It’s been three many years to the day on Sunday when Saddam Hussein’s tanks rolled into the Kuwait resulting in the beginning of the Gulf War. Pankaj Advani knew nothing about it and was intrigued by his mother and father getting frenetic. All of 5 then, the a number of billiards and snooker world champion, additionally didn’t know he wouldn’t go back residence in Kuwait once more.
“This is the first time I am talking to anyone about this,” says Advani, winner of 17 world titles in snooker and billiards. “On August 2, we were in Belgrade and staying in a transit hotel for a night to catch a flight to Kuwait the next day. At midnight, the hotel staff knocked at the door, informing that Iraq had invaded Kuwait and all the international airports in the Middle East had been shut. It was a shock as we didn’t know what to do next, where to go from here? We stayed there for two days and started contacting our relatives (in India) and were soon routed to Mumbai,” he says.
The subsequent few days have been a blur for Advani who discovered himself in a very completely different surroundings, surrounded by unknown folks. “We didn’t go back to Kuwait. From Mumbai, we shifted to Bangalore as my aunt was staying there and my dad liked the weather.”
Advani didn’t know a lot about India as months after his delivery, on July 24, 1985, in Pune, the household moved to Kuwait. “My father had an import-export business and decided to move to Kuwait.”
In 1992, Advani’s father died probably after coming in touch with chemical substances used throughout the struggle. “After things had settled somewhat, my father decided to visit Kuwait. Though most of the things were intact, the car had been stolen. I believe the chemicals used in the war got into my dad’s system and his health started deteriorating.”
Advani would love to go to Kuwait sometime. “At some stage you have to move on. I never looked at it (leaving Kuwait) as a painful memory or with any kind of hatred.”
He has some recollections of early childhood. “I remember football was very popular there and I used to play the game with an Arab friend named Hamudi in the compound of our colony in Kuwait. There was a supermarket opposite our house named Sharq where I could get my daily quota of chocolate (wahan chocolate milta tha). I used to accompany my father to the store but one day I decided to go alone, and I was just two then.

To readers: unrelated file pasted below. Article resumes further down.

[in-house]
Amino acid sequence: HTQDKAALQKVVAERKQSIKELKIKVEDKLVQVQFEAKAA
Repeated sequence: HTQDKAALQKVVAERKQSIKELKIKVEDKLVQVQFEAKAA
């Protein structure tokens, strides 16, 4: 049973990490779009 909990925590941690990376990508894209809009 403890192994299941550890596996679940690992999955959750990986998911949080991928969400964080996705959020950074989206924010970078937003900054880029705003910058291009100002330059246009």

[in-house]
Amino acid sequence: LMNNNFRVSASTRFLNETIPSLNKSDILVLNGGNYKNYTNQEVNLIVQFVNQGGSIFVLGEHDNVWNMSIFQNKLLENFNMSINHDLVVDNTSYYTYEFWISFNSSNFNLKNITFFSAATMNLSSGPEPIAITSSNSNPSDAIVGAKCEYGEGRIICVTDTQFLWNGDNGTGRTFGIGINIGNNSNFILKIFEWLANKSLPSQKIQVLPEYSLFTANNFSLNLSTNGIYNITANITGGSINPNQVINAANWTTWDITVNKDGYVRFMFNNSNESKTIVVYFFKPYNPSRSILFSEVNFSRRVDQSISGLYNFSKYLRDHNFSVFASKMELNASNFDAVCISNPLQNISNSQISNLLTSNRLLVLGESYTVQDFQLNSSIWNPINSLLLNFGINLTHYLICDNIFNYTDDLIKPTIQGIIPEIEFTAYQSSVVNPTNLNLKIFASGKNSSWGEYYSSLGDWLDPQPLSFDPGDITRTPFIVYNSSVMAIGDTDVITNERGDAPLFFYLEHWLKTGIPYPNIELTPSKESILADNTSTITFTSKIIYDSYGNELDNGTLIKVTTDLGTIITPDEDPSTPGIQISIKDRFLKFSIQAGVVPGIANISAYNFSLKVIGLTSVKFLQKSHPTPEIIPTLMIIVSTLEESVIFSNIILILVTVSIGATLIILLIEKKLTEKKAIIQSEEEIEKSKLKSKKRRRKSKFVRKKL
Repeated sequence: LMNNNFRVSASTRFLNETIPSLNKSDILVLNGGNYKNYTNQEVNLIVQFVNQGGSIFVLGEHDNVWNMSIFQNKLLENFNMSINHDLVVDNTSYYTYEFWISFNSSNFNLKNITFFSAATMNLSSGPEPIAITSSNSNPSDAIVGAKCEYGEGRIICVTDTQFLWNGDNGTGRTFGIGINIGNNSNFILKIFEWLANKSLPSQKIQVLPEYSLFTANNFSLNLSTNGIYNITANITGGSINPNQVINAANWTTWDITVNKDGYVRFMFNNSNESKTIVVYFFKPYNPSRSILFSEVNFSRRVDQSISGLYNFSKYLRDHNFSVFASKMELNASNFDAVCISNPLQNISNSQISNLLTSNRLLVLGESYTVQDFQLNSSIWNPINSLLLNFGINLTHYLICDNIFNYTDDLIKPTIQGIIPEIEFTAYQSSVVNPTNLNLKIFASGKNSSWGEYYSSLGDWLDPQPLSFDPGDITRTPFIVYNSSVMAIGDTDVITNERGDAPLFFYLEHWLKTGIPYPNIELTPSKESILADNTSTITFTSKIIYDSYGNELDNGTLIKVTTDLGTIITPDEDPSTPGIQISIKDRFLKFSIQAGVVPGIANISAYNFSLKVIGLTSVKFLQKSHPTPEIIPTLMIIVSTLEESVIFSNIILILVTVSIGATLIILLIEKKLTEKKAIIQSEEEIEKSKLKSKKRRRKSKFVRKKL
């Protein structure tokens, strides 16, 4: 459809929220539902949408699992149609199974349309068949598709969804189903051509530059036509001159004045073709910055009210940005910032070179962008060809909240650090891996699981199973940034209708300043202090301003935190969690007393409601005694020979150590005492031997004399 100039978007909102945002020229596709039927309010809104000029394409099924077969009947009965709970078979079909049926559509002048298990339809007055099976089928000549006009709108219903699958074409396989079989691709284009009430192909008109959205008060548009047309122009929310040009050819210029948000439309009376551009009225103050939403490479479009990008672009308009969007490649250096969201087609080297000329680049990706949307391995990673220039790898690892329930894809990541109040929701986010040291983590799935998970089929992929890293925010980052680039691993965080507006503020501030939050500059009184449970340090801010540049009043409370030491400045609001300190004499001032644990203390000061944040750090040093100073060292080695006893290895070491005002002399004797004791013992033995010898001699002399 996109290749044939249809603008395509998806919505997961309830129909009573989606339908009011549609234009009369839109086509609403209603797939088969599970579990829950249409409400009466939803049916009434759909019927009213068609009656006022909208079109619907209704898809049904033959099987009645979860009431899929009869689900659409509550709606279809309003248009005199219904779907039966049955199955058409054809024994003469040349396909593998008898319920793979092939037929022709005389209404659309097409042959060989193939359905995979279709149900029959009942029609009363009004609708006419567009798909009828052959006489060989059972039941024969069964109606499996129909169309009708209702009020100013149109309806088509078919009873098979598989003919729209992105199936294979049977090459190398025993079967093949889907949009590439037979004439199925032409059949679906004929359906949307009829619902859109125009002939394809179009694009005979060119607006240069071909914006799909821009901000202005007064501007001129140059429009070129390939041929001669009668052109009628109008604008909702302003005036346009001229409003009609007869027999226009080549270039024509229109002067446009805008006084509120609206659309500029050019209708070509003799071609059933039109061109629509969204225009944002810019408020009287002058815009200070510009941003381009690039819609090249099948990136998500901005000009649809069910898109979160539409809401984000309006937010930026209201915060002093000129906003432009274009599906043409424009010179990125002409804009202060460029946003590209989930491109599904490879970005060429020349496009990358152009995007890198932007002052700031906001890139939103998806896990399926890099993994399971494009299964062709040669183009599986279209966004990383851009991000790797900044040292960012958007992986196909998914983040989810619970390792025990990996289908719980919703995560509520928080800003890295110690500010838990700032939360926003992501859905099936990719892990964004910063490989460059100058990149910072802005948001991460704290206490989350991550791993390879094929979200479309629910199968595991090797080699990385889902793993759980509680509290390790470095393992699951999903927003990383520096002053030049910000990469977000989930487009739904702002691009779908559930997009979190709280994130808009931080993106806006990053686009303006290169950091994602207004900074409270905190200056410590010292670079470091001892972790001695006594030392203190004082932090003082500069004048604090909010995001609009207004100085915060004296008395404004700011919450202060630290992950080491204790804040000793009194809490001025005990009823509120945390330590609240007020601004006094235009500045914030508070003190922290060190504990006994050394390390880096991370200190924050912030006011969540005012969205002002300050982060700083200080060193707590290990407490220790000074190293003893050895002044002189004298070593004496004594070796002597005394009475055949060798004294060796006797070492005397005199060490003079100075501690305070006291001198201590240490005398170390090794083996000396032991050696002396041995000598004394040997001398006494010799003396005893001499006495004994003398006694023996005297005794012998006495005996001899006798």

“There was a social gathering at home so nobody thought I could go to Sharq alone. Luckily, a Kuwaiti brought me home and scolded my family for sending me alone to cross the road.”
Raising younger children alone was powerful for Advani’s mom however not having the ability to return to Kuwait made it worse. “I was too young to realise but the entire burden came on my mother; our needs, our schooling… we were in a bad situation.”
It was additionally across the time that snooker occurred in Advani’s life. “In 1996 during our school days, my brother used to visit a snooker parlour close to our house in Bengaluru. I became curious how he was doing.”
Advani began accompanying his brother and would stare at the inexperienced table-top full of shiny vibrant balls. “After three weeks, I decided I had to try my hand. I aligned my cue with the ball and just hit it gently. I saw the ball go straight into the pocket. That shot made me fall in love with the sport. That first shot in the pocket; it’s such a great feeling even today.”
‘TOO SHORT TO PLAY’
“My brother and I were playing a handicap snooker tournament in Bangalore in 1996 and both made it to the final. Upsetting some of the better players had the spotlight on us and it was Arvind Savur (one of the greatest baize sport exponents India has produced) who spotted me. When I told Arvind uncle I want him to coach me, he said I was too short (4 feet 11 inches at that time). I was upset and cried all night.”
But Advani saved his deal with the sport until it was lastly “recognised” “In December 1997, Arvind uncle told me that after Christmas, he would take me under his wings. My game started improving; a drastic change in knowledge, thinking and execution, everything changed.”
“I believe I was destined to become a player. Bengaluru was destined to be our new home. There is always a reason for change. This phase (Covid-19) too shall pass,” says Advani, who wished to be a pilot and see the world “from a height of 30,000-35,000 feet.”
The pandemic, says Advani, is a lesson in adapting and adjustment. “We have to adapt to the situation as this is a first in everyone’s life. This is the new normal.” For him the modes of recreation are spending time with the household, mobile telephone video games to keep the aggressive spirit alive, studying books and exercising.
“I hope only after a vaccine is developed can the future be certain.”
Former world No. 1 Ronnie O’Sullivan has said that snooker gamers are being handled like ‘lab rats’ at the World Championship, underway at the Crucible Theatre, Sheffield, and has questioned the choice to permit spectators. Advani agrees. “It is too risky. With spectators, I would say, ‘no’ to any event at this stage,” he says.